Emboldened by this I recently replaced my work Blackberry with an Android version.  I still love my Windows phone, but not enough people agree with me to support a full range of So I am enjoying having feet in all 3 camps, and this weekend I found myself taking another look at the iPad Formit app.  It started off as something to do as I lay in bed with a dose of flu.  I downloaded site imagery for the Bank of England and started to mass out Soane's Bank from memory.  This was more by accident than design, but I soon realised it was a very positive learning experience, making me think harder about proportions and relationships, testing my understanding, raising new "WHY" questions.

To record these observations, I decided to open One Note on my Blackberry.  It seemed less disruptive to my train of thought than switching apps, kind of a poor man's version of the dual screen.  All the while I was learning on two fronts simultaneously: gaining fluency with the iPad user interface for Formit while probing my understanding of the basic massing of the bank.  This was something I tried to do when I first started Project Soane, but it's very different coming back to it almost two years later.  The difference between sketching to explore something totally new, and sketching to crystallise, summarise long familiar material.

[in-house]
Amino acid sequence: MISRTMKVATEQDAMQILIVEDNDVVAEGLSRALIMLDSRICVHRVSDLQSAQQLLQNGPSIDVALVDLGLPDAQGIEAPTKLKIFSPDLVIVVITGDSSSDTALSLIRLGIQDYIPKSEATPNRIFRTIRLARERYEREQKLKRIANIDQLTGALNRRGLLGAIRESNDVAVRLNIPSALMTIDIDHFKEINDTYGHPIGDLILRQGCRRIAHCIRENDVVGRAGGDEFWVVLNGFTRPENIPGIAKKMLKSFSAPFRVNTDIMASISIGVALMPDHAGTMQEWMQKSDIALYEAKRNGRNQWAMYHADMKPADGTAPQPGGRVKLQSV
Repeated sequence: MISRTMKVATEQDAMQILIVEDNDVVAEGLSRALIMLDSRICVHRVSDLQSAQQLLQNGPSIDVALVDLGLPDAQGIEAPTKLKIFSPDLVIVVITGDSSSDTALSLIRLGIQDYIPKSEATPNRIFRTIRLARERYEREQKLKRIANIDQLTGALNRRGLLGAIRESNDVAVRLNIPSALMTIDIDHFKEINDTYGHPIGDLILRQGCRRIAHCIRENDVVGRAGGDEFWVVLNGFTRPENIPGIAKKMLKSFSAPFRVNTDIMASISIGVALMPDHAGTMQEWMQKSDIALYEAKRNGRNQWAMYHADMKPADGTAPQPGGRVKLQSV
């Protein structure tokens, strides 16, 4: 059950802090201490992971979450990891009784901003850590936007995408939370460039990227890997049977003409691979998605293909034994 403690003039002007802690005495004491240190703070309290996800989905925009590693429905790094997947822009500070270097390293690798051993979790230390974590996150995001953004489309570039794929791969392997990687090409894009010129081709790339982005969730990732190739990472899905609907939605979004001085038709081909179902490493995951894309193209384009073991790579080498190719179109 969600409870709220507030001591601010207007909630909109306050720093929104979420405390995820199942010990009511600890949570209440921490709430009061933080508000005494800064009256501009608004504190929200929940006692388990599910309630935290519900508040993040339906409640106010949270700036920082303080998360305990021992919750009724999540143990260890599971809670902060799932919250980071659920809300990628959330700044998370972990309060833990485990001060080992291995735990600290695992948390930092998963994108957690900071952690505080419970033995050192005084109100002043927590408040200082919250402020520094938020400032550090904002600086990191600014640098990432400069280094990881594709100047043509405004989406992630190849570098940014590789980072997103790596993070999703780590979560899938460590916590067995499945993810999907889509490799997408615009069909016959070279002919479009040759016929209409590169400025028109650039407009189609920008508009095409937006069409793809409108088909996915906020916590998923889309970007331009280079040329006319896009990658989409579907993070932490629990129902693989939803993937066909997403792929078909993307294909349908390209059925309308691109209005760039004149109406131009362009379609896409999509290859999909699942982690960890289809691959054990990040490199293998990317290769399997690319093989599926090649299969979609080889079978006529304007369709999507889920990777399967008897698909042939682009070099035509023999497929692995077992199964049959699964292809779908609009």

So as I worked at my dual problem, all kinds of remembrances flashed by.  All the time I spent hand-sketching and painting as a schoolboy.  My many previous reflections on what it means to sketch in a BIM world.  The foreword I wrote for Paul Aubin's book. Memories of using Sketchup 15 years ago

If Renaissance Revit was about symbiosis (the positive feedback loop of two intertwined explorations) Project Soane has become an entire ecosystem. Architecture, Social & Economic History, BIM tools & Processes, Soane himself, the Industrial Revolution, the functional organisation of the bank.  The interaction between these mental domains has been very exciting for me.  So why can't the world of push-pull modelling become another element in the mix?

Of course there is a downside.  All those awkward little wedges that have to be cleaned up for example.  How well I remember those. And I find myself asking why am I doing this in Formit? It's less precise than Revit. I'm drifting away from the "single source of truth" approach. So how will this help me?  Isn't it duplication of effort?  What is the point of sketching in a BIM world?